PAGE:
A grand match: Irish women and Aussie Rules are going very well together

Four Irish players will be in action when North Melbourne face Brisbane in Sunday’s AFLW showdown

Regardless of who wins Sunday’s AFLW Grand Final between North Melbourne and Brisbane, another two Irish players will be showered in ticker tape and acclaimed among the ultimate achievers in women’s Aussie rules.

When Geelong’s Zach Tuohy and Mark O’Connor wrapped themselves in Tricolours on the winners’ podium after last year’s equivalent men’s fixture, it was a history-making anomaly. By contrast, an Irish champion is close to an annual guarantee in the women’s game.

At the start of this AFLW season, 33 Irish players were in squad lists, accounting for more than 5 per cent of the total playing population across 14 clubs. Far from making up the numbers on an extended holiday jolly, an ever-increasing number have become key performers and leaders for their teams.

Tipperary’s Orla O’Dwyer - who will again line out for Brisbane in what will be their fifth grand final appearance in eight seasons - is a premiership winner, one of the best known players in the competition and was named All Australian (equivalent of an All Star) in Season 6.


She has been one of the best performers for the Lions throughout the finals series, highlighted by a goal snapped from the sort of angle David Clifford might have thought twice about during their tight qualifying final win over Adelaide.

That game also featured an outstanding goal from Mayo’s Niamh Kelly, whose Adelaide side will not be involved in this weekend’s grand final but she did become only the second Irish player to be named All Australian when the gongs were handed out this week.

Meanwhile Aishling Moloney, also from Tipperary and a deadline-day addition to Geelong’s side, was acknowledged by her peers this week with the best first year player award, the imposing full forward having kicked almost a goal per game and caused a notable amount of wreckage in front of goal throughout her debut season.

Moloney had been in Australia for just a few weeks when she started her first AFLW game, highlighting a tendency for Irish players to hit the ground sprinting rather than requiring a long-term investment from clubs before they start providing tangible returns.

Since those early seasons when Cora Staunton and Laura Duryea flew the flag - both were recruited while in their 30s - the league has expanded from an initial eight to 18 teams to match the men’s competition and this year played a 10-week regular season and four weeks of finals. Thanks to a recently agreed pay deal, listed players in 2027 can expect a salary of $82,000 (€50,000), a 78 per cent increase on this year’s average.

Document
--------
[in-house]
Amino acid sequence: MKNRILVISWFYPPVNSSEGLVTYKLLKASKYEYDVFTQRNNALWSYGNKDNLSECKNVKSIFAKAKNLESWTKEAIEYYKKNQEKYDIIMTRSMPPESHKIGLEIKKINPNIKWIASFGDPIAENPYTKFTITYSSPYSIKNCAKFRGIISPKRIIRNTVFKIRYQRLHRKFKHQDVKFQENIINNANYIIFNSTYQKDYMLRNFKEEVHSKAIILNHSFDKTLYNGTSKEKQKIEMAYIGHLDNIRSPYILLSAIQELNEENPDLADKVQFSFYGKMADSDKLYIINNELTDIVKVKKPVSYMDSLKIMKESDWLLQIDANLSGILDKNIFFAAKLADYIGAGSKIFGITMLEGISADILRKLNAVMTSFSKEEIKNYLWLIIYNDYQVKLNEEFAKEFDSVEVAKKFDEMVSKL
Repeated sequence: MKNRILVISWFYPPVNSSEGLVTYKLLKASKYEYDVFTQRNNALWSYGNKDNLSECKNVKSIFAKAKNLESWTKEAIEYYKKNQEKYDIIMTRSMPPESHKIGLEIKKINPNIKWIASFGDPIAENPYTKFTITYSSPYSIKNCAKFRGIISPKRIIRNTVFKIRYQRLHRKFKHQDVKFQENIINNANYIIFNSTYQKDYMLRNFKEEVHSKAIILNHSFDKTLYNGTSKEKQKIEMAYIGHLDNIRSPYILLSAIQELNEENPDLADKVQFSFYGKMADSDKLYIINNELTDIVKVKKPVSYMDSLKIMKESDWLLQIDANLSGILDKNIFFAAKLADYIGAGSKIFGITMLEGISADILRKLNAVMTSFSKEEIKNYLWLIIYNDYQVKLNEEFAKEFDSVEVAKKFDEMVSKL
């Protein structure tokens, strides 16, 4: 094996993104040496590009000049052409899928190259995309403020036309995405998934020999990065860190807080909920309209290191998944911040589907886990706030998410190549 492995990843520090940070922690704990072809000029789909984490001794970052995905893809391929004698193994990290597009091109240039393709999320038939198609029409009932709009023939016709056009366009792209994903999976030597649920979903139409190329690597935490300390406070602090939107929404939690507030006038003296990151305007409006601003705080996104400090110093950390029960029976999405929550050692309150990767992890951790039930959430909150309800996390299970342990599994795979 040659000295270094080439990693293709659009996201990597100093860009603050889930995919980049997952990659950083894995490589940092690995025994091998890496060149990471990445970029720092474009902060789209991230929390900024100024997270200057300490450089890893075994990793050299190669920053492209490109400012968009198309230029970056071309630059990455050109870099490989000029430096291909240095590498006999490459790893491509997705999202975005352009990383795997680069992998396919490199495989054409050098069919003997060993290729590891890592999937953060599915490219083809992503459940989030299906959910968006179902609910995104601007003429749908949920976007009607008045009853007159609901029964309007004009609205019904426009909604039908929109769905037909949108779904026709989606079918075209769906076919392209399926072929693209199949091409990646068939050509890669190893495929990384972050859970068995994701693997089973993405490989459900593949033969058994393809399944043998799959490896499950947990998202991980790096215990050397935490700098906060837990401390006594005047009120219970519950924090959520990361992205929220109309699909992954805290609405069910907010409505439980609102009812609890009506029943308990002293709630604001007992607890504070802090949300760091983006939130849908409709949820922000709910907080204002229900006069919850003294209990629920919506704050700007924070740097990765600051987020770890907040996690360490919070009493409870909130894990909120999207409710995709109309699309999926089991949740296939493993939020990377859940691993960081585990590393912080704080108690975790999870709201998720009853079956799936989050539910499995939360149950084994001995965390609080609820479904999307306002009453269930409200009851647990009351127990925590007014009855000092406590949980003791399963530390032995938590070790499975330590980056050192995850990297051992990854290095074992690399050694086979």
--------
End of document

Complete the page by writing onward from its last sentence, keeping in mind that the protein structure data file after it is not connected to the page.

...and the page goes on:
On Sunday morning, O’Dwyer will line up alongside Dublin’s Jennifer Dunne for Brisbane, while Cork’s Erika O’Shea and Tipp’s Niamh Martin will take the field for North Melbourne. O’Dwyer will be looking to double her AFLW premiership medal collection while the other three will be hoping to join her alongside Bláithín Mackin (Armagh), Sinead Goldrick (Dublin) and Ailish Considine (Clare) on Ireland’s list of AFLW champions.

Considine - who has won two premierships with Adelaide - now plays for North Melbourne and would likely be in line for a third medal had she not suffered a late-season hamstring injury (strict AFL tradition dictates that only active grand final participants are eligible to receive winner’s medals). Meanwhile, if Dunne does add a premiership to her All Ireland, she won’t even be the first to achieve that feat, Goldrick having done so last year.

That roll of honour has been assembled remarkably fast, but the maturation of the league and increase in salaries to a viable professional income will help expand the local talent pipeline and make it unlikely that the Irish influx - this year’s contingent was a 50 per cent lift on last year’s - will continue to grow at the same pace.

However, considering the increasing prominence of a growing number of superstars and the immediate impact of so much recently arrived talent, it’s likely that AFLW recruiters will continue to see Ireland as a rich vein to tap for some time to come, making those podium Tricolours more of a probability than a rarity for a while yet.